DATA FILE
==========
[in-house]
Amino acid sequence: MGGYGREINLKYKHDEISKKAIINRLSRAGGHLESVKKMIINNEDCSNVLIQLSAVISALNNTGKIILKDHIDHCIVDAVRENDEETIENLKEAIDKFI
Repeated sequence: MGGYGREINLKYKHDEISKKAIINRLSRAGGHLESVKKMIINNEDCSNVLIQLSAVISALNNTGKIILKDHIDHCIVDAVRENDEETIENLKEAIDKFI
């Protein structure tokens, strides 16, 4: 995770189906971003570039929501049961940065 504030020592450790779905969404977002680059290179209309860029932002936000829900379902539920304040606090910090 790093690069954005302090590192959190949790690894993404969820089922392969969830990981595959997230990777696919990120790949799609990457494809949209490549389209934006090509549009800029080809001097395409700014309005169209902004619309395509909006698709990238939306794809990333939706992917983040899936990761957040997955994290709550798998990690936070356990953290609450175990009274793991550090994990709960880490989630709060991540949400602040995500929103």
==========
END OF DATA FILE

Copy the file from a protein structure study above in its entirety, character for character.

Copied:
[in-house]
Amino acid sequence: MGGYGREINLKYKHDEISKKAIINRLSRAGGHLESVKKMIINNEDCSNVLIQLSAVISALNNTGKIILKDHIDHCIVDAVRENDEETIENLKEAIDKFI
Repeated sequence: MGGYGREINLKYKHDEISKKAIINRLSRAGGHLESVKKMIINNEDCSNVLIQLSAVISALNNTGKIILKDHIDHCIVDAVRENDEETIENLKEAIDKFI
């Protein structure tokens, strides 16, 4: 995770189906971003570039929501049961940065 504030020592450790779905969404977002680059290179209309860029932002936000829900379902539920304040606090910090 790093690069954005302090590192959190949790690894993404969820089922392969969830990981595959997230990777696919990120790949799609990457494809949209490549389209934006090509549009800029080809001097395409700014309005169209902004619309395509909006698709990238939306794809990333939706992917983040899936990761957040997955994290709550798998990690936070356990953290609450175990009274793991550090994990709960880490989630709060991540949400602040995500929103």